recently visited Myanmar, formerly Burma, with a diplomatic agenda. The government of Myanmar has implemented political and economic reforms that the United States’ chief diplomat hopes will continue. To encourage sustained progress, Clinton offered incentives such as loosened restrictions on United Nations funding for health and micro-finance projects, as well as a possible increase in international aid. This could be the beginning of a diplomatic relationship resulting in eased sanctions and the presence of a U.S. ambassador in the Southeast Asian country. "I am here today because President Obama and myself are encouraged by the steps you and your government have taken to provide for your people…I am obviously looking to determine for myself and on behalf of our government what is the intention of the current [Burmese] government with respect to continuing reforms both political and economic,” Clinton stated. Despite signs of progress in Myanmar, such as the release of 200 political prisoners, thousands more remain detained, and many ethnic and religious minorities are still the victims of egregious human rights violations. In fact, as recently as November 6, Burmese soldiers raided a church, looting it, setting fire to the home of a congregant, beating the pastor, kidnapping 50 members for forced labor, and raping women. The inability to freely practice one’s religion is a human rights violation - religious freedom is expressly recognized in the Universal Declaration of Human Rights adopted by the United Nations, as well as recognized by the United States government in its International Religious Freedom Act and by State Department task forces, such as the Working Group on Religion and Foreign Policy. In meetings with Myanmar officials, as well as with former political prisoner and Nobel Laureate Aung San Suu Kyi, Clinton pressed for an end to the ethnic violence and what she called “some of the world’s longest-running internal conflicts.” Time will tell whether Myanmar heeds the demands of the United States and reforms advance further.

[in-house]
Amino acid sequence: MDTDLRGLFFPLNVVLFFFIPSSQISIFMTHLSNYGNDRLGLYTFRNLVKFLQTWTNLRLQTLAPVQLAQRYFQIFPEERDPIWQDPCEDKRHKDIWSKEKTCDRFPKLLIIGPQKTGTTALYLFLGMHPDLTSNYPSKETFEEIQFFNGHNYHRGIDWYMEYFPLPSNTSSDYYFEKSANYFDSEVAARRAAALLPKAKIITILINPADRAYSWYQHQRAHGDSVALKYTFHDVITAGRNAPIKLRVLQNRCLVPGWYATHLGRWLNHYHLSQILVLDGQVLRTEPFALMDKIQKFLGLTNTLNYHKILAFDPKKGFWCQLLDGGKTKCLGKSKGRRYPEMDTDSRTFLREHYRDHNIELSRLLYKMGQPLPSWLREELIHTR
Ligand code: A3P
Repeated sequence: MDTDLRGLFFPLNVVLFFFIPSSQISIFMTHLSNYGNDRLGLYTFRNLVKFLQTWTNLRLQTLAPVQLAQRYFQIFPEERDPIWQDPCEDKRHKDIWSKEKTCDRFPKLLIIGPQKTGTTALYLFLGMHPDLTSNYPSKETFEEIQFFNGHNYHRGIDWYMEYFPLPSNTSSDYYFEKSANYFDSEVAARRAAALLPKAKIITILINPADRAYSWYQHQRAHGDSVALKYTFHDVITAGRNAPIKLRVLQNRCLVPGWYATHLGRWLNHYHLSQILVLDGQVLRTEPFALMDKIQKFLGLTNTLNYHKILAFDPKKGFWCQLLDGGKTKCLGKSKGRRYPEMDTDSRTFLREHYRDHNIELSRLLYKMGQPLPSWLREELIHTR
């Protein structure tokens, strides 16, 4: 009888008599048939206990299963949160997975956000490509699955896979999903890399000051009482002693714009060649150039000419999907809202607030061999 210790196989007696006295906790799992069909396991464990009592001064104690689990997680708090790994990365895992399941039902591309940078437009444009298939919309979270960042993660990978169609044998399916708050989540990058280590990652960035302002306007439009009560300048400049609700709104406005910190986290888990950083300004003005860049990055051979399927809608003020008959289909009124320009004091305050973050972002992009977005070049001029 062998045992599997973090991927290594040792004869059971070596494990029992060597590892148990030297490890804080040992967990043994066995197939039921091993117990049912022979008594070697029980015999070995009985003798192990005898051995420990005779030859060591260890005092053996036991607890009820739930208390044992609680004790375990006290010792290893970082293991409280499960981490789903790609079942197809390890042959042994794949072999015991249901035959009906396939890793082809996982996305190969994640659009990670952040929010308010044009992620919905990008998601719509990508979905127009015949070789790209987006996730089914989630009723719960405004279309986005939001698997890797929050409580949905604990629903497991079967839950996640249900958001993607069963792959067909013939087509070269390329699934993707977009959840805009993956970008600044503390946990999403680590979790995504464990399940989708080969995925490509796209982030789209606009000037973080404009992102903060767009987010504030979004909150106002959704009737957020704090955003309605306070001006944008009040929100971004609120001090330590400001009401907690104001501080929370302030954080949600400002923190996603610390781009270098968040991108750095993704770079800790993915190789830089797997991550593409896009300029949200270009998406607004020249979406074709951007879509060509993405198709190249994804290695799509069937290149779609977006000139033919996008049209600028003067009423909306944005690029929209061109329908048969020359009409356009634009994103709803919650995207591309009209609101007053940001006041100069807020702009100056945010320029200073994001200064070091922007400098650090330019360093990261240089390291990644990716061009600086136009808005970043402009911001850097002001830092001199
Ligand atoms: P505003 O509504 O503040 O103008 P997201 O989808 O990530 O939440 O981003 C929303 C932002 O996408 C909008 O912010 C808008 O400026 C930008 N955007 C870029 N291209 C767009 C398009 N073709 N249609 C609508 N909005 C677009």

January 27, 2023
What does it mean to remember? It is to live in more than one world, to prevent the past from fading, and to call upon the future to illuminate it.
January 26, 2023
A camel carrying a load. A golden pair of balanced scales. An open heart and an open mind. These are three of more than two dozen artists' visions of justice and righteousness featured in the invitational exhibition, "Tzedek Boxes: Justice Shall You Pursue."
January 25, 2023
Tu BiShvat, the Jewish New Year of the Trees, is upon us. While it may not be the most celebrated new year in the Jewish tradition, there is a simple power to the holiday - the call for us to become attuned to nature and learn what it can teach us about personal growth.